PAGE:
When I bought my single (6.2L) 2900 in November of 2006 I had a chance to get a twin for about $5K less... but it was clear the heck in Florida (I live in WA State). The broker from whom I bought mine (in Lake of the Ozarks, MO) convinced me that the the saltwater and Florida sun had done more damage on the twin-version than the one I eventually bought in Missouri. Mine spent most of it's time on a large boatlift in it's slip and when it hit water it was FRESH water. She had 57 hours in five years---I put 57 hours on it in the first four MONTHS!
Advantages to the single engine are more room in the engine compartment to do things, store stuff... less maintenance obviously and typically less expensive overall. But it's way less manueverable---although I remember the yacht broker telling me the space between the two V-6 outdrives on the twin 2900 weren't far enough apart to TRULY take advantage of a twin engine's characteristics (turning in it's own space, walking it sideways to a dock, etc...) Probably just a sales pitch, but as far as performance goes... I can do 40MPH and get on plane in a decent time. Although if there's more than six adults in the rear salon I can't get on plane unless two or more of them step down into the cabin... especially if I'm pulling my JetSki and want to get on plane! I added one of those StingRay wings on the outdrive which I think made a difference, too. Getting on plane will probably be a rare thing though, when gas is $5/gallon on the water!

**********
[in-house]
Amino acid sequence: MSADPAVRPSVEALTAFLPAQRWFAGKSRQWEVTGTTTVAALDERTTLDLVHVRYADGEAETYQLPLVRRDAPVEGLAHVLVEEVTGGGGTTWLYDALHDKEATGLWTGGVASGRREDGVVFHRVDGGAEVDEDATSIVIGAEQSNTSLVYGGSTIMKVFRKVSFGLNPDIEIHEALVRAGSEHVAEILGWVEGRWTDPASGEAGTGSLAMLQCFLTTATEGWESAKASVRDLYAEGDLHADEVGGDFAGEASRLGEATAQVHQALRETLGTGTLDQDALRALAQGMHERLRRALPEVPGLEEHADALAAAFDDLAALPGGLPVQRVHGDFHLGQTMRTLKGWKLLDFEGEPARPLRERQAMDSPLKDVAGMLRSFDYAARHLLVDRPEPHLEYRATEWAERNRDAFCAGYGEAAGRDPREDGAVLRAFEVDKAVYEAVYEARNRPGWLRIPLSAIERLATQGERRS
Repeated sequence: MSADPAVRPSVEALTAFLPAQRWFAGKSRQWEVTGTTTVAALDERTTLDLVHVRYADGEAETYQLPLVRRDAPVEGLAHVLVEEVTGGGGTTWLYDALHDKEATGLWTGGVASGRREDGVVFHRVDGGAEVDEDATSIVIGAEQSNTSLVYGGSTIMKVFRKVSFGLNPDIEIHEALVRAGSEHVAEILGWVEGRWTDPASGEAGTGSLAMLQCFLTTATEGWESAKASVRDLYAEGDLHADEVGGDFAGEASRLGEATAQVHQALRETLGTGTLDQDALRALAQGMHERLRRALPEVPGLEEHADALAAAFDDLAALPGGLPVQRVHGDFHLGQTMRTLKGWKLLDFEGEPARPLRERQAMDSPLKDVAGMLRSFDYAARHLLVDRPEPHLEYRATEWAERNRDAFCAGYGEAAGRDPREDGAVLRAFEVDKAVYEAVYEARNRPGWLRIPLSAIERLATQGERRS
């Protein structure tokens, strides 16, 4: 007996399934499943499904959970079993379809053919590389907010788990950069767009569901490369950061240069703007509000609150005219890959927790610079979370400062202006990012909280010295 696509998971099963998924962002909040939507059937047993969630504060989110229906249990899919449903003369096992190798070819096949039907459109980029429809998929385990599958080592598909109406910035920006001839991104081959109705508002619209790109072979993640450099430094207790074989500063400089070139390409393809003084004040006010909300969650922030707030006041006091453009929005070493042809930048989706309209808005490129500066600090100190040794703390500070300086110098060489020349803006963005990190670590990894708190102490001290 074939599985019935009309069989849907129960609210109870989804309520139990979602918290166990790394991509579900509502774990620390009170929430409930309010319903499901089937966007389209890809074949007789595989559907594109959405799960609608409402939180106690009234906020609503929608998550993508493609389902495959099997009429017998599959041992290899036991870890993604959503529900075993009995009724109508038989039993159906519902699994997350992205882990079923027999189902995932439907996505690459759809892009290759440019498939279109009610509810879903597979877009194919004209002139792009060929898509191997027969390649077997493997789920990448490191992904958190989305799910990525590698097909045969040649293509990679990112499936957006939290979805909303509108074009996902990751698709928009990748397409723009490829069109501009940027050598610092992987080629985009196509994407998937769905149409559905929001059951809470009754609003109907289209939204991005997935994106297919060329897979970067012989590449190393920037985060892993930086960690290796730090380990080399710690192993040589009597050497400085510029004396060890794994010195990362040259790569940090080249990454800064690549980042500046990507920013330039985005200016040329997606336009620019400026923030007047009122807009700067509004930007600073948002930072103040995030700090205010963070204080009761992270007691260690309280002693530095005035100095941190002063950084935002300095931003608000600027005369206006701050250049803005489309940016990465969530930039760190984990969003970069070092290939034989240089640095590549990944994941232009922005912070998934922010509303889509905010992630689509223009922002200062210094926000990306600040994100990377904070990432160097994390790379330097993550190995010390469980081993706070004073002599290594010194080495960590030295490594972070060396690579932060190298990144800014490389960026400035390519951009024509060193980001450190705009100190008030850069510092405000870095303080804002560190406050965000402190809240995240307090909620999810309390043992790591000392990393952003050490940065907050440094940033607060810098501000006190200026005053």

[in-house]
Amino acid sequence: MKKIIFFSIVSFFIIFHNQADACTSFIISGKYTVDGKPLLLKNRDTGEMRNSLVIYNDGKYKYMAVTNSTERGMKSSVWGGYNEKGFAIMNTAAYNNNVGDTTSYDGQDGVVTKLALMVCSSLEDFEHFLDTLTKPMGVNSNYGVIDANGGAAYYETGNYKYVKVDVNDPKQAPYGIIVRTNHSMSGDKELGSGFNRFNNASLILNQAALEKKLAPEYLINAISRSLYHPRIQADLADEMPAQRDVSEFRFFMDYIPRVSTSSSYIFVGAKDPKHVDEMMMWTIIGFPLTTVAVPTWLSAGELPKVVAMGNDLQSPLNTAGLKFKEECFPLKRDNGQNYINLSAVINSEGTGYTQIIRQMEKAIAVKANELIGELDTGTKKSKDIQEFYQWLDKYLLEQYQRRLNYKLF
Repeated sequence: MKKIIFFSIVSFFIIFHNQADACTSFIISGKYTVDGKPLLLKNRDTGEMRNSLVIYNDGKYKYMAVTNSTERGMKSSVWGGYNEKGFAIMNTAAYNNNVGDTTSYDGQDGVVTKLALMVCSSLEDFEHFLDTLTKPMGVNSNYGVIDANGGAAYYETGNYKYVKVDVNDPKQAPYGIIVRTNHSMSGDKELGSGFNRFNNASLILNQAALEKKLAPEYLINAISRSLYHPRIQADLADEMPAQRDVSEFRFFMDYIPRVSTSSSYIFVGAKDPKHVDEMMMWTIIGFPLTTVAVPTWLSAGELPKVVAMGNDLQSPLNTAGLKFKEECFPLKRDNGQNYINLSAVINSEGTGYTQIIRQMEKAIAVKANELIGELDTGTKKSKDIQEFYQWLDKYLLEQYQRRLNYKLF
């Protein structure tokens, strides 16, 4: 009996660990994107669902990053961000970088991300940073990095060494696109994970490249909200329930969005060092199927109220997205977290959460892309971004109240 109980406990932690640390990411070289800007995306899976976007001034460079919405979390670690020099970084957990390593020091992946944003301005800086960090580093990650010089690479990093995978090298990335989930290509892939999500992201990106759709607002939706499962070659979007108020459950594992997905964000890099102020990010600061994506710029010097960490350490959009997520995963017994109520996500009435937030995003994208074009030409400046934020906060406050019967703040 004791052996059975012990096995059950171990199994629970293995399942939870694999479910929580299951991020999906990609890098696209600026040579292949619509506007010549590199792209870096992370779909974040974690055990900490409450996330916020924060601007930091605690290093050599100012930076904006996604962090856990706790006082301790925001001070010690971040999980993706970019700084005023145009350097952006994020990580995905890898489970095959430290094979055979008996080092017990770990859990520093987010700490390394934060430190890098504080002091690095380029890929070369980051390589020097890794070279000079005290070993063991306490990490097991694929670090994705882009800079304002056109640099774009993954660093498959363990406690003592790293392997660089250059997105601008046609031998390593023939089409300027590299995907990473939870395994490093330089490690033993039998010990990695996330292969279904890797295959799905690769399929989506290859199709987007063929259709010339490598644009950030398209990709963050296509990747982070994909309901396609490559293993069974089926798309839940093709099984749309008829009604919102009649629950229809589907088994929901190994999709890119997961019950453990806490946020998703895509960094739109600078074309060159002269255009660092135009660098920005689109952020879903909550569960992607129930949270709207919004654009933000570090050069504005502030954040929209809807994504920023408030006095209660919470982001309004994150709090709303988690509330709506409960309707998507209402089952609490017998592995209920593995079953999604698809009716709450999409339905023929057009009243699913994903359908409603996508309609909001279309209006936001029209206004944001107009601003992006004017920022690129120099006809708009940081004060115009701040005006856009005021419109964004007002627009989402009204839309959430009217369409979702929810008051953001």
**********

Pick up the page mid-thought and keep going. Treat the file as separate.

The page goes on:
I tease my boating friends with their twin engines that they're big pussies and aren't as good as a driver as me doing what I do with a single engine. Bottom line is if you can drive a boat as big as a 2900 SCR with a single engine I think you're doing a pretty decent job!